It’s been roughly five years since the release of the USAID Evaluation Policy. USAID recently released, “Strengthening Evidence-Based Development: Five Years of Better Evaluation Practice at USAID” to renew the agency’s commitment to investing in high-quality evaluation practices that inform effective program management, demonstrate results, promote learning, and provide evidence for decision-making. The 226 page report details what USAID has learned since it first published it’s Evaluation Policy five years ago and how the agency can build and strengthen it’s evaluation practices. Diana L. Ohlbaum of CSIS wrote a brilliant reactionary piece that really resonated with me: USAID Evaluations at Five: Known Unknowns and Uknown Knowns. It is well worth the read!
A couple of interesting things to note about USAID’s evaluation practices covered in the report:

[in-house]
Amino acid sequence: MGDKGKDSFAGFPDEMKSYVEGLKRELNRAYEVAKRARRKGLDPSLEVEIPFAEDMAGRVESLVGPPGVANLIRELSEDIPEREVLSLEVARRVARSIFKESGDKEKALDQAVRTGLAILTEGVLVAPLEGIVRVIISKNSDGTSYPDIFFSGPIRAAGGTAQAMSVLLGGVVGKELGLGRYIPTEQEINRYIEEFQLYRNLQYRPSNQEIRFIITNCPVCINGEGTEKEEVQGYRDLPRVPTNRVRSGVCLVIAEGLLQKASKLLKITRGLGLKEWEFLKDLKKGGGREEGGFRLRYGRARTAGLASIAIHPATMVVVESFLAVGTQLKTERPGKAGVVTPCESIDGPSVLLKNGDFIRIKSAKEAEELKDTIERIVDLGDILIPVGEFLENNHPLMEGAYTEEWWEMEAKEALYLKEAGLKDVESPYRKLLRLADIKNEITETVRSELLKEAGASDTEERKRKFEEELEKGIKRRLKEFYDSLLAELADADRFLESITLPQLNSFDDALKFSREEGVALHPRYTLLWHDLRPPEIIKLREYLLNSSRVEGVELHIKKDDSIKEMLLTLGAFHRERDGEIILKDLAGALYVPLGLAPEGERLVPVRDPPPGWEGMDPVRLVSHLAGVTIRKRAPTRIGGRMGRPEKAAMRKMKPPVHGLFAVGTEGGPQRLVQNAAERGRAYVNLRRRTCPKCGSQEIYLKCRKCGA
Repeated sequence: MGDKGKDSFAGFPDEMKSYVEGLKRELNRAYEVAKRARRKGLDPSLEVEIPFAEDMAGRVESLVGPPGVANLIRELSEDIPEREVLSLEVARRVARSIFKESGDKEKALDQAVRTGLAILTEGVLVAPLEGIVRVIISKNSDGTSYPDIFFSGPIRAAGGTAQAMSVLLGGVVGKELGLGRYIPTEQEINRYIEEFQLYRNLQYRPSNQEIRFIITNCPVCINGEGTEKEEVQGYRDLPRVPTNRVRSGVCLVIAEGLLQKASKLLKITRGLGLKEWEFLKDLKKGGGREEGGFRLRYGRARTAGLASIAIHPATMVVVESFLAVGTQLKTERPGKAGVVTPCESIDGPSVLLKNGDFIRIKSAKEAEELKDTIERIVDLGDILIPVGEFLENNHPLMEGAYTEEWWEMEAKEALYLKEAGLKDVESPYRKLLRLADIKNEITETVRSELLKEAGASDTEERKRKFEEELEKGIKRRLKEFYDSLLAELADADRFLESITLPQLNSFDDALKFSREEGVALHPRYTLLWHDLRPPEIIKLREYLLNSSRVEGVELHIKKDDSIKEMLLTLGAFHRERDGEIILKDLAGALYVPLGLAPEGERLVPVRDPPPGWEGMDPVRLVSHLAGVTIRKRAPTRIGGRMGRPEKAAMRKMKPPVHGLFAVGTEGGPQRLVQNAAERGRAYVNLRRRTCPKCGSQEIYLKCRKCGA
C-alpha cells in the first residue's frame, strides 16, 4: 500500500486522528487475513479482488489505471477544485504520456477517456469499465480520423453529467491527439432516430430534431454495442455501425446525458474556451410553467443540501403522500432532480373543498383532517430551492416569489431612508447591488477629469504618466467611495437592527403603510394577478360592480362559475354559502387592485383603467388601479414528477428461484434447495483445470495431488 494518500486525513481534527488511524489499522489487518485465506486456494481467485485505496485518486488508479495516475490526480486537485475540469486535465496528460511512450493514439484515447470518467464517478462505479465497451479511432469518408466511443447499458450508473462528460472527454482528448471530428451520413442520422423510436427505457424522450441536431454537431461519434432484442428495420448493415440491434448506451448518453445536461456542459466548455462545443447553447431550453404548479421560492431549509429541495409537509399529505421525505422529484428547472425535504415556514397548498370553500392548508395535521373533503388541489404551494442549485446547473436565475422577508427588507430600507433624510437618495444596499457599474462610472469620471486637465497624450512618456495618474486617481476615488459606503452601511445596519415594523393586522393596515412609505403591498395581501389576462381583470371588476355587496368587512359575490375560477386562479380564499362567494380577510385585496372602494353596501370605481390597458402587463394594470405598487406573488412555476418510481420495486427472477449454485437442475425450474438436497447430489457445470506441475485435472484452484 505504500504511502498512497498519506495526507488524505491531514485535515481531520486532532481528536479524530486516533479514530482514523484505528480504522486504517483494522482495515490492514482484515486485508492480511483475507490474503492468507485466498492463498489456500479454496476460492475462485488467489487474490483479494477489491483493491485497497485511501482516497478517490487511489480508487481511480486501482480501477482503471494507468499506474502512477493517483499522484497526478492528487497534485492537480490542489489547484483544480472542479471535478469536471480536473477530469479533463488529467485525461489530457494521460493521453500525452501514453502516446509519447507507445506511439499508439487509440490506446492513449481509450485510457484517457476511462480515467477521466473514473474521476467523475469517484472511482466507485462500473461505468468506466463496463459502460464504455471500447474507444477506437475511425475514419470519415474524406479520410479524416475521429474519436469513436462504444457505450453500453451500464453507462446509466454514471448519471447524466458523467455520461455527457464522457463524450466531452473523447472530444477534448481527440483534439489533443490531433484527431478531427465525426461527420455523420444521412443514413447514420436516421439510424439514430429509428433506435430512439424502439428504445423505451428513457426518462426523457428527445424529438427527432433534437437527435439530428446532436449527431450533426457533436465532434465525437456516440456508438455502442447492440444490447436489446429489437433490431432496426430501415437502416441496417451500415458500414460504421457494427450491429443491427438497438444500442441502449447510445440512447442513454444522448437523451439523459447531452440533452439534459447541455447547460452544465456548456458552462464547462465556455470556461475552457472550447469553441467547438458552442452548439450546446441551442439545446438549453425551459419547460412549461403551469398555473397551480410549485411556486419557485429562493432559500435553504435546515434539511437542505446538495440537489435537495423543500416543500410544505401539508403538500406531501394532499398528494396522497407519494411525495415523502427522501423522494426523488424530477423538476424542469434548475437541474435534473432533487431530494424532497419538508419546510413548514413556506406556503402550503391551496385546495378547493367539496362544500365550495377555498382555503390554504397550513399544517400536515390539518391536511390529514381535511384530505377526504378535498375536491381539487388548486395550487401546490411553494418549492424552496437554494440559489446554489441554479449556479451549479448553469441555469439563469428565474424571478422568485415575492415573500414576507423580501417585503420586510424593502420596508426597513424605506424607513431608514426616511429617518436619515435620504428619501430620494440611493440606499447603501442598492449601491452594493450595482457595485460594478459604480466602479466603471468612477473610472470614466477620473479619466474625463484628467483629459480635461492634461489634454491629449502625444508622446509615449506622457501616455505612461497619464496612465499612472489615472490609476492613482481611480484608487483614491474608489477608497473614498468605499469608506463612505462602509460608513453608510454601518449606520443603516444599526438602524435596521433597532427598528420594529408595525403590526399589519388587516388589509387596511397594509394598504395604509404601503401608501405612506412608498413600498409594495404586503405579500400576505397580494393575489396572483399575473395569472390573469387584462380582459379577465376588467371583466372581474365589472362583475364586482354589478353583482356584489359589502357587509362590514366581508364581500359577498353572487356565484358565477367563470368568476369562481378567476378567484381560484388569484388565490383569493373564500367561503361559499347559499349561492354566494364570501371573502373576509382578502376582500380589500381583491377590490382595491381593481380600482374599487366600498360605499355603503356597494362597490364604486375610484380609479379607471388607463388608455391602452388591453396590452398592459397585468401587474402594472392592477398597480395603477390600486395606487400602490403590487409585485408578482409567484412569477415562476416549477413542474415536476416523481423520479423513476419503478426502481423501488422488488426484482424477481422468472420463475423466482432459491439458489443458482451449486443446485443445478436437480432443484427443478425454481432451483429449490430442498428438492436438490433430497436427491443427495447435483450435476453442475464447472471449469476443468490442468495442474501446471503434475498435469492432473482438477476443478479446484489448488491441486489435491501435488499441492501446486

- Most of the evaluations were conducted late in the program cycle, so results were used for new project and activity design rather than for mid-course corrections.
- Over the past 5 years, USAID has relied almost exclusively on the use of impact and performance evaluations. For instance: 97% of the evaluations in the sample used for the report were performance evaluations.
- For the majority of cases, evaluations were being conducted at the individual activity and project level, where impacts tend to be limited, as opposed to at the sector or program level. Interestingly, the study could not find a single example of evaluation data being used to inform decisions regarding USAID policies themselves
- The study found that “learning is higher for USAID when country partners participate in the evaluation process.” However, only 24% of all evaluations in the study were planned with the involvement of the country partners.
At AEA2015 back in November, Micah Frumkin and Molly Hageboeck from Management Systems International presented the major findings from the report. Take a look at the visual notes from that session below!